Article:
Edward Grazda, Dennis Mohr and Alec Wilkinson


by Edward Grazda

For the tough and determined, the quick and the gifted, the prescient and the prolific, a cheap living could be scratched out in the mean streets. Renowned photographer Edward Grazda began his career in that version of NYC. The black and white photos in Mean Streets, collected here in print for the first time, offer a look at that hardscrabble era captured with the deliberate and elegant eye that propelled Grazda to further success. It’s a version of New York that has been all but scrubbed clean in the financially solvent years that have followed, but the character of the city has been indelibly marked by the scars of those years.



Imagine living across the street from the Gambino crime family's infamous Manhattan headquarters.

New Yorker staff writer and author, Alec Wilkinson did just that during the rise of the Gotti-era mafia presence in Little Italy, New York, in the 1980s. Based on true accounts of Alec and others, The Ravenite is a lighthearted glimpse into a never-before-seen side of the mob - the absurd and unnerving daily realities of what it was like to be their neighbor. You'll never look at the mafia in the same way again.


Edward Grazda is the author of A Last Glance (powerHouse Books, 2015), Afghanistan Diary 1992-2000 (powerHouse Books, 2000), and Afghanistan 1980-1989 (DerAlltag, 1990). His work is in the collections of the Metropolitan Museum of Art, the New York Public Library, The San Francisco Museum of Modern Art, and MoMA, New York among others. He has received grants from The New York Foundation for the Arts and the National Endowment for the Arts. In 2009, with Jeff Ladd and Valerie Sonnenthal, Ed founded Errata Editions–a publishing company dedicated to making important rare photo books accessible with its Books on Books series.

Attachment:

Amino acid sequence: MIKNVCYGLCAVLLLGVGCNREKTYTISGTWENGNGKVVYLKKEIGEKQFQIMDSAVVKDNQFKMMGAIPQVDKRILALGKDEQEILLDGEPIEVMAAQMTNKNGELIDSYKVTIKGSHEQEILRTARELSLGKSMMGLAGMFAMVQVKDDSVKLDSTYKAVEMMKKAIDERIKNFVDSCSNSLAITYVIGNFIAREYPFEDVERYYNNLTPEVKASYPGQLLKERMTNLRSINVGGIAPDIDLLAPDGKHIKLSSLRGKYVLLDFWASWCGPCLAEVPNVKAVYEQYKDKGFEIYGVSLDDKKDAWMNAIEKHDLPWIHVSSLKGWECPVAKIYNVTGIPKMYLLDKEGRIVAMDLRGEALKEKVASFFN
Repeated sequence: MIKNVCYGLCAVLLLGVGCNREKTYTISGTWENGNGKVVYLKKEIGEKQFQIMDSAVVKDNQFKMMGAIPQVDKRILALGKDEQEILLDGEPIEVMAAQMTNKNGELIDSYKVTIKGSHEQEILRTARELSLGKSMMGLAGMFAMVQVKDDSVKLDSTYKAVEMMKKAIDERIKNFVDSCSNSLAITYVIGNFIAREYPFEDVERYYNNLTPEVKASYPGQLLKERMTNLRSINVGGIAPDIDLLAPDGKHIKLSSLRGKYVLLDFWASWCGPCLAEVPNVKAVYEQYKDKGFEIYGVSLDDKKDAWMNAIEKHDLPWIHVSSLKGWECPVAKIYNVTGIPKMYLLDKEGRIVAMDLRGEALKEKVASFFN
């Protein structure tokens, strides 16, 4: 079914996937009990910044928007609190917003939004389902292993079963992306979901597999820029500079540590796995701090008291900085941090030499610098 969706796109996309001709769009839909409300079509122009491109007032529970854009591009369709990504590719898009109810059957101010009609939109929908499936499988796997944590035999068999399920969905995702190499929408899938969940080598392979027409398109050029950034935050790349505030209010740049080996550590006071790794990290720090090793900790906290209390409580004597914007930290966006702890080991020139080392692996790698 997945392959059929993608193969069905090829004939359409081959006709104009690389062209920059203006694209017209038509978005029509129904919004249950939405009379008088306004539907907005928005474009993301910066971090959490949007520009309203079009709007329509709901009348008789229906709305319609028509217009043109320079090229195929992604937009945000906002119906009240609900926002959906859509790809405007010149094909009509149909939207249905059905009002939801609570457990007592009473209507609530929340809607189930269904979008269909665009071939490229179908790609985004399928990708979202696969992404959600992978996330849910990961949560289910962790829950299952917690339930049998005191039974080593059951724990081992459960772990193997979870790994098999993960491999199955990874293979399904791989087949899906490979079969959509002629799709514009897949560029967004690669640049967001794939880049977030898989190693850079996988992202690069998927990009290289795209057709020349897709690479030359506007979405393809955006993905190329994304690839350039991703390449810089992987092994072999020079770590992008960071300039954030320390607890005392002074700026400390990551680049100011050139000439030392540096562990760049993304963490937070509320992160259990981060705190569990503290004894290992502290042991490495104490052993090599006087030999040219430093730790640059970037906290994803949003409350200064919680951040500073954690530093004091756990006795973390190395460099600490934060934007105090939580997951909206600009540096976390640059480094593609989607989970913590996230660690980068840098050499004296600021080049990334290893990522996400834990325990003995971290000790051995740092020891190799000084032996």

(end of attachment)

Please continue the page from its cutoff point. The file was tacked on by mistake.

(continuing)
Alec Wilkinson has been a writer at The New Yorker since 1980. Before that he was a policeman in Wellfleet, Massachusetts, and before that he was a rock and roll musician. He has published ten books, including Mr. Apology, Big Sugar, A Violent Act, and The Protest Singer. His honors include a Guggenheim Fellowship, a Lyndhurst Prize, and  Robert F. Kennedy Book Award. 

Dennis Mohr is an award-winning documentary film producer and director. He produced the acclaimed feature documentary “Remembering Arthur” about Canadian filmmaker, Arthur Lipsett, which premiered at the Toronto International Film Festival in 2006 and the Museum of Modern Art in New York in 2007. In 2011 he produced, “Disfarmer: A Portrait of America”, about the life and work of eccentric Arkansas portrait photographer,Mike Disfarmer. His latest documentary, “MUGSHOT”, premiered at Hot Docs in 2014, and received a Golden Sheaf award for Best Arts & Culture Documentary at the Yorkton Film Festival in 2014.


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